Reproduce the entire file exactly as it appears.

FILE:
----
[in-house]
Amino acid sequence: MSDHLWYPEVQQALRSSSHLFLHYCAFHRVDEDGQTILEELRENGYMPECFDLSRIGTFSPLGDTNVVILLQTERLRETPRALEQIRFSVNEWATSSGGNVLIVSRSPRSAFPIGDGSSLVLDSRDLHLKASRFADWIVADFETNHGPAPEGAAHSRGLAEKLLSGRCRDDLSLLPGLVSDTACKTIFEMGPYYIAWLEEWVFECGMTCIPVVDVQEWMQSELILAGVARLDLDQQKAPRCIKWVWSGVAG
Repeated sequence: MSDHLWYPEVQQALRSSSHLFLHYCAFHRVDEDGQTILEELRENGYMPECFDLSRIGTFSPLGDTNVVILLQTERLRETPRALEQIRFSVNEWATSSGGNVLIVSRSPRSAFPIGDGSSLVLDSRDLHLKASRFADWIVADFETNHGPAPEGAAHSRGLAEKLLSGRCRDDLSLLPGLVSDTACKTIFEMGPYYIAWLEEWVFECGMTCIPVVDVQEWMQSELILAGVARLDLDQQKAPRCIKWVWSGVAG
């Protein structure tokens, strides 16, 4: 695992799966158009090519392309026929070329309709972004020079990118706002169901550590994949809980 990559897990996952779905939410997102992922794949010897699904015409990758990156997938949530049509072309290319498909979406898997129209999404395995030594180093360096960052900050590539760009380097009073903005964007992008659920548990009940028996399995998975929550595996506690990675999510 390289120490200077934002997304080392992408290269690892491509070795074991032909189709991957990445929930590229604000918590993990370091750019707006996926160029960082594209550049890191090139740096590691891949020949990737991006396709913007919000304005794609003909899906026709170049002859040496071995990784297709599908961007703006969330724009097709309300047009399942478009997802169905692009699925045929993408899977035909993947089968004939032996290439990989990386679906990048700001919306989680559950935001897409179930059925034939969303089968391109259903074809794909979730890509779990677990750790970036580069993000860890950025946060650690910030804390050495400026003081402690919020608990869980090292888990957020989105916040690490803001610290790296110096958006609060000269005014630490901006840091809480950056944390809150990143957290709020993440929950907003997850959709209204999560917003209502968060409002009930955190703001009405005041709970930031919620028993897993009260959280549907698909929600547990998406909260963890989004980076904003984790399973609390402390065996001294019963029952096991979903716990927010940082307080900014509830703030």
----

[in-house]
Amino acid sequence: MSDHLWYPEVQQALRSSSHLFLHYCAFHRVDEDGQTILEELRENGYMPECFDLSRIGTFSPLGDTNVVILLQTERLRETPRALEQIRFSVNEWATSSGGNVLIVSRSPRSAFPIGDGSSLVLDSRDLHLKASRFADWIVADFETNHGPAPEGAAHSRGLAEKLLSGRCRDDLSLLPGLVSDTACKTIFEMGPYYIAWLEEWVFECGMTCIPVVDVQEWMQSELILAGVARLDLDQQKAPRCIKWVWSGVAG
Repeated sequence: MSDHLWYPEVQQALRSSSHLFLHYCAFHRVDEDGQTILEELRENGYMPECFDLSRIGTFSPLGDTNVVILLQTERLRETPRALEQIRFSVNEWATSSGGNVLIVSRSPRSAFPIGDGSSLVLDSRDLHLKASRFADWIVADFETNHGPAPEGAAHSRGLAEKLLSGRCRDDLSLLPGLVSDTACKTIFEMGPYYIAWLEEWVFECGMTCIPVVDVQEWMQSELILAGVARLDLDQQKAPRCIKWVWSGVAG
């Protein structure tokens, strides 16, 4: 695992799966158009090519392309026929070329309709972004020079990118706002169901550590994949809980 990559897990996952779905939410997102992922794949010897699904015409990758990156997938949530049509072309290319498909979406898997129209999404395995030594180093360096960052900050590539760009380097009073903005964007992008659920548990009940028996399995998975929550595996506690990675999510 390289120490200077934002997304080392992408290269690892491509070795074991032909189709991957990445929930590229604000918590993990370091750019707006996926160029960082594209550049890191090139740096590691891949020949990737991006396709913007919000304005794609003909899906026709170049002859040496071995990784297709599908961007703006969330724009097709309300047009399942478009997802169905692009699925045929993408899977035909993947089968004939032996290439990989990386679906990048700001919306989680559950935001897409179930059925034939969303089968391109259903074809794909979730890509779990677990750790970036580069993000860890950025946060650690910030804390050495400026003081402690919020608990869980090292888990957020989105916040690490803001610290790296110096958006609060000269005014630490901006840091809480950056944390809150990143957290709020993440929950907003997850959709209204999560917003209502968060409002009930955190703001009405005041709970930031919620028993897993009260959280549907698909929600547990998406909260963890989004980076904003984790399973609390402390065996001294019963029952096991979903716990927010940082307080900014509830703030």